Turkish social media users express outrage over mob attack on Syrians in Istanbul

Turkish social media users expressed outrage over a mob attacking the properties of Syrian refugees in İstanbul’s Esenyurt district yesterday evening with the hashtag “We stand with refugees in solidarity against fascism” (FaşizmeKarşıGöçmenlerleyiz).

Images shared on social media show the mob throwing rocks at stores and entering through broken windows, shouting, “This is Turkey.”

Freelance journalist Maaz İbrahimoğlu said on Twitter that the incident occurred after a Turkish man asked for a cigarette from a Syrian who said he didn’t smoke. Enraged, the Turk chased the Syrian into a store. The Turk then rallied a group of his friends, who started attacking stores.

“I talked to some Syrians in the neighborhood who said they were very afraid and were considering not working tomorrow,” İbrahimoğlu said.

The İstanbul Governor’s Office issued a statement on Monday saying a group of nearly 40 people had attacked the properties of Syrians following a dispute between two men. After a police investigation seven people, including four minors, had been detained and the police were looking for the rest of the perpetrators.

This is not the first time a “cigarette dispute” has broken out in Esenyurt. Two Syrians were stopped in the street by a Turk for cigarettes on June 28, 2019. When they said they didn’t have any, the Turkish man shot at them three times and fled the scene. The two Syrians were injured as a result and hospitalized.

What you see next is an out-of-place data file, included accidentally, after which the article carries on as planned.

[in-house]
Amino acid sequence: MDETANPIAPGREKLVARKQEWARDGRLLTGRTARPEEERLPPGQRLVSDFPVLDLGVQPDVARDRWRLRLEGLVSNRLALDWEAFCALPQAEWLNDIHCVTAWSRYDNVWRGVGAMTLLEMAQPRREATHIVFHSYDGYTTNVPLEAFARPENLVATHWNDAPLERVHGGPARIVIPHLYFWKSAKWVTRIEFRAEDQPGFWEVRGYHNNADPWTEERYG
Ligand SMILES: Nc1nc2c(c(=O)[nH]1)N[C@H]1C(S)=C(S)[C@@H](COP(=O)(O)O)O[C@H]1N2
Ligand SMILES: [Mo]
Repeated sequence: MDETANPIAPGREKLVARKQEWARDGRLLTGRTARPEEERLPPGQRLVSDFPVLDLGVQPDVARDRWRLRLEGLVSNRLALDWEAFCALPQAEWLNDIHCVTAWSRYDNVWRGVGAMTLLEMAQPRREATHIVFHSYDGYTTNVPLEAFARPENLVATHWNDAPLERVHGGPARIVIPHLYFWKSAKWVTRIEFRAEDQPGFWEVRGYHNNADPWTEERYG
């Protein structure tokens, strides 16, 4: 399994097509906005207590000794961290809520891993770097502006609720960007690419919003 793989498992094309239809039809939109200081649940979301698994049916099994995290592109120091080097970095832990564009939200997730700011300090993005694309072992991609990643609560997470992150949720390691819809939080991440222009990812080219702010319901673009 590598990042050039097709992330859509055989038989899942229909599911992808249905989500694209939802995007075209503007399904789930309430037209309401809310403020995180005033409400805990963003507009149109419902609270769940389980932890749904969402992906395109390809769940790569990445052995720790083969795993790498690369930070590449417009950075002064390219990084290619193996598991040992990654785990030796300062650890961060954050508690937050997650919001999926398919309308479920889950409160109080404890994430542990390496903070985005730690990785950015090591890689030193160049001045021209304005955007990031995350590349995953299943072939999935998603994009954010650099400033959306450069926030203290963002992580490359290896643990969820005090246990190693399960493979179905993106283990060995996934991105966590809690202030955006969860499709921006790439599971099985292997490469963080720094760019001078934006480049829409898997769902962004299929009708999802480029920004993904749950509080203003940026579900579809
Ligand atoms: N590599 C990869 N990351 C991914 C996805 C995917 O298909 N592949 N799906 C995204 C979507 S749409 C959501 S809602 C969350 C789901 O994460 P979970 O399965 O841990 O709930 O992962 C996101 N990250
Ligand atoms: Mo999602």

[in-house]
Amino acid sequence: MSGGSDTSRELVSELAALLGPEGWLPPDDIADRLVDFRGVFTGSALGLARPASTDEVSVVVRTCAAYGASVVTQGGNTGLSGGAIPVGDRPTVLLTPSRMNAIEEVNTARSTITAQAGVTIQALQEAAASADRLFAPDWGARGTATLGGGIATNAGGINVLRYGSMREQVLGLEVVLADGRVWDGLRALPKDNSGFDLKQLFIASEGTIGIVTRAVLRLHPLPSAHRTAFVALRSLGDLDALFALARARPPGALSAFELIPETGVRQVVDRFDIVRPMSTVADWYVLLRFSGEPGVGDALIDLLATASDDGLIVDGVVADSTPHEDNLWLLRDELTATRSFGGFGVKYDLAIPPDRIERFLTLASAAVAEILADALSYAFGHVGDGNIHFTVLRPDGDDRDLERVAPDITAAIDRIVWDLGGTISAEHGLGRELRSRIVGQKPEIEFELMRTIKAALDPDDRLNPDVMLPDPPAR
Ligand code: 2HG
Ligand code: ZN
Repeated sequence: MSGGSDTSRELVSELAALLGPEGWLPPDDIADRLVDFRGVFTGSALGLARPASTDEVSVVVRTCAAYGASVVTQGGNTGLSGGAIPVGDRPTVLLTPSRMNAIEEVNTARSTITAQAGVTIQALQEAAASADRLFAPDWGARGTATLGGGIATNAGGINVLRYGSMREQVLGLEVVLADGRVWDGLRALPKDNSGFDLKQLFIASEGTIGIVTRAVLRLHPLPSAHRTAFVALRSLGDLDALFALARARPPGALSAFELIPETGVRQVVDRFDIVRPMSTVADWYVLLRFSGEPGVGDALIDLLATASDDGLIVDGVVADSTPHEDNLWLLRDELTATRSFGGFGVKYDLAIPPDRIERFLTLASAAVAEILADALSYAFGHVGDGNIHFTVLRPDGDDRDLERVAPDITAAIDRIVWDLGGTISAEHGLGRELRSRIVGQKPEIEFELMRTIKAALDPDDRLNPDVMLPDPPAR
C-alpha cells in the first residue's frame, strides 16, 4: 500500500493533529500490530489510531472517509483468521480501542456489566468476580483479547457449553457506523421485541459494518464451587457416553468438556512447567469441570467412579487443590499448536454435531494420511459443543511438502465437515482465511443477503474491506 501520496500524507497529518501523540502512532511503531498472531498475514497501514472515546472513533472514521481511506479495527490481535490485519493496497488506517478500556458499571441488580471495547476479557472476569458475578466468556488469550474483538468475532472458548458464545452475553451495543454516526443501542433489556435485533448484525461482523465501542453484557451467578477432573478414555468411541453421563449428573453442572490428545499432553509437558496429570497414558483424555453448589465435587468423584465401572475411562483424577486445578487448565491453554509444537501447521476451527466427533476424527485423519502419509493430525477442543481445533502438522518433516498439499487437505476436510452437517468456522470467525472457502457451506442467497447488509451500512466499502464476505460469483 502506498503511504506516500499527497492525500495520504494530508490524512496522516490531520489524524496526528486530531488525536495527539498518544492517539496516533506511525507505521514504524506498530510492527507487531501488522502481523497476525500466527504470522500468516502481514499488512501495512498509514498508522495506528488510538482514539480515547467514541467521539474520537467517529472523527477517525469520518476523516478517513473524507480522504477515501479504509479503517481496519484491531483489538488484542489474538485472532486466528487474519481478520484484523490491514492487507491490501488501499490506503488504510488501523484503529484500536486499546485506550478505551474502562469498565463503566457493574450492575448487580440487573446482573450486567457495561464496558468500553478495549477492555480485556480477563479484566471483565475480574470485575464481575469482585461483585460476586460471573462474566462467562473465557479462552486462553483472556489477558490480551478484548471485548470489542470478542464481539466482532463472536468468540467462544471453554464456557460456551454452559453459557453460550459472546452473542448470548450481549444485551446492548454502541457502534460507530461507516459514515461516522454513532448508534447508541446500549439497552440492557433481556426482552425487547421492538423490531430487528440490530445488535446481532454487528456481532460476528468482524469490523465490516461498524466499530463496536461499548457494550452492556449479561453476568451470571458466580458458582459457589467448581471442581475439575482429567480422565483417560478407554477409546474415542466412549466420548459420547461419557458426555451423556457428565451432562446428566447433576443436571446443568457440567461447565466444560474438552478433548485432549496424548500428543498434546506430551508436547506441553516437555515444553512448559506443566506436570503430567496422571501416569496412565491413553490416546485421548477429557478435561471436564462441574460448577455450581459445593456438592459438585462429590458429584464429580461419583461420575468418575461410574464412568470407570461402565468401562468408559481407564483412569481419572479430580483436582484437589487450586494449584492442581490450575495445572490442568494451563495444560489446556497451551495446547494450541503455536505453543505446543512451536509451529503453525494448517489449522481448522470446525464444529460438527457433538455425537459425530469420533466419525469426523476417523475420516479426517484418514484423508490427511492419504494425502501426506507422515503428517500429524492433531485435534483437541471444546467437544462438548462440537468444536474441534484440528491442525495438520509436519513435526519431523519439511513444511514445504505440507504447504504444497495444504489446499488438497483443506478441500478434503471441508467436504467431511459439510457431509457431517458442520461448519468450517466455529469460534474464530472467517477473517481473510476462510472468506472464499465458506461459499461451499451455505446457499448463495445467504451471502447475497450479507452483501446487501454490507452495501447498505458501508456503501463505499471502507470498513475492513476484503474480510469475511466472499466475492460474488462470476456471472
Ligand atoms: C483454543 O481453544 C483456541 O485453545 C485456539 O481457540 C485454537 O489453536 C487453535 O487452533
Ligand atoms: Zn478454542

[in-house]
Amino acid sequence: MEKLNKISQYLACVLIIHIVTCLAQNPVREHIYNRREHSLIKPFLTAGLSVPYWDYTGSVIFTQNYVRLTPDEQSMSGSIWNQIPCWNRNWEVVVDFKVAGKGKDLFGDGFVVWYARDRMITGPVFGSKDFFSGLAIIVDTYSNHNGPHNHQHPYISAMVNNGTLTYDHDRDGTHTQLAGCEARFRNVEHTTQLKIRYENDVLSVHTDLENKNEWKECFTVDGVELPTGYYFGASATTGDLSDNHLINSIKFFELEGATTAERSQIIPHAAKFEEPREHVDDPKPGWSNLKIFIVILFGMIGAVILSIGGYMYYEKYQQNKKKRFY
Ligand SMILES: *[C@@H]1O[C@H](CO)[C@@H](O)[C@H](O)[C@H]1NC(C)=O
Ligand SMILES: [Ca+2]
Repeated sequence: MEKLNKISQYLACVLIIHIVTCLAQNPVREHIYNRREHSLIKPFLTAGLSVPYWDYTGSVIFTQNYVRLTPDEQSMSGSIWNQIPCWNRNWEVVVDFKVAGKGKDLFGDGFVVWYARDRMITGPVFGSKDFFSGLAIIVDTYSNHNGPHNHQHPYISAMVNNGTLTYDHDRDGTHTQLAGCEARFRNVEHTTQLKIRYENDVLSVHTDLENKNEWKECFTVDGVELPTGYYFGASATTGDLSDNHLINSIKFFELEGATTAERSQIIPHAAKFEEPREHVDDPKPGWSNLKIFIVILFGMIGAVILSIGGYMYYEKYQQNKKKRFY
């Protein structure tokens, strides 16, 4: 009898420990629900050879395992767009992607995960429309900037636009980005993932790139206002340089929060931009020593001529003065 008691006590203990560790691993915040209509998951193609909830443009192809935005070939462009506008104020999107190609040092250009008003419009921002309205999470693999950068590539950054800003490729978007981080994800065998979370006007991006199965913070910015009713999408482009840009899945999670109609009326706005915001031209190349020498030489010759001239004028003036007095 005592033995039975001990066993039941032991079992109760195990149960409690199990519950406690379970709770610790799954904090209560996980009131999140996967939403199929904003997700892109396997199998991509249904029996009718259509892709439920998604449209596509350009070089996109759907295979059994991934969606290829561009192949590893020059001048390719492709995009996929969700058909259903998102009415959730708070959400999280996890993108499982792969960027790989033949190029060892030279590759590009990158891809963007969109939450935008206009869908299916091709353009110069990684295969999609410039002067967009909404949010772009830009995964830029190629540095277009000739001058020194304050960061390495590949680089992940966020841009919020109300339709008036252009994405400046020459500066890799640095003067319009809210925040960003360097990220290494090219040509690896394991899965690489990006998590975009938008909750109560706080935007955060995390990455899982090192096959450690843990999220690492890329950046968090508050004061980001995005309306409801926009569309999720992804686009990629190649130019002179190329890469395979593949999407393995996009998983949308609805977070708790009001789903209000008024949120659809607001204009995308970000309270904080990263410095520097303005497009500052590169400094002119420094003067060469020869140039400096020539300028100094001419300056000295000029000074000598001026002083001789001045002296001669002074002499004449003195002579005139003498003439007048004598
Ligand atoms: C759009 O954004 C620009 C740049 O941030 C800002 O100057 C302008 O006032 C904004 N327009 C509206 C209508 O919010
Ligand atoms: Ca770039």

Refugees in Turkey have been increasingly targeted by hate speech and hate crimes and are blamed for many of Turkey’s social and economic troubles.

Turkish media including pro-government and opposition outlets fuel and exploit the flames of hatred against people who fled their countries and sought refuge in Turkey.

Anti-migrant sentiment has also been expressed by opposition politicians. Republican People’s Party (CHP) leader Kemal Kılıçdaroğlu has promised to send Syrians back home if his party comes to power.

In August 2021 a group of locals attacked Syrian refugees, their houses, workplaces and cars in Ankara’s Altındağ district, chanting anti-Syrian and fascist slogans. Images on social media showed dozens of angry people throwing rocks at homes, smashing shops and cars and burning merchandise looted from shops believed to belong to Syrian refugees.

According to the latest figures provided by Interior Minister Süleyman Soylu on November 22, Turkey is home to a total of 4,038,857 refugees from around the world. Speaking to parliament’s Planning and Budget Committee, Soylu said 3,731,028 of these were Syrian refugees who are residing in Turkey under temporary protection status. The number of refugees with international protection status is 307,829.

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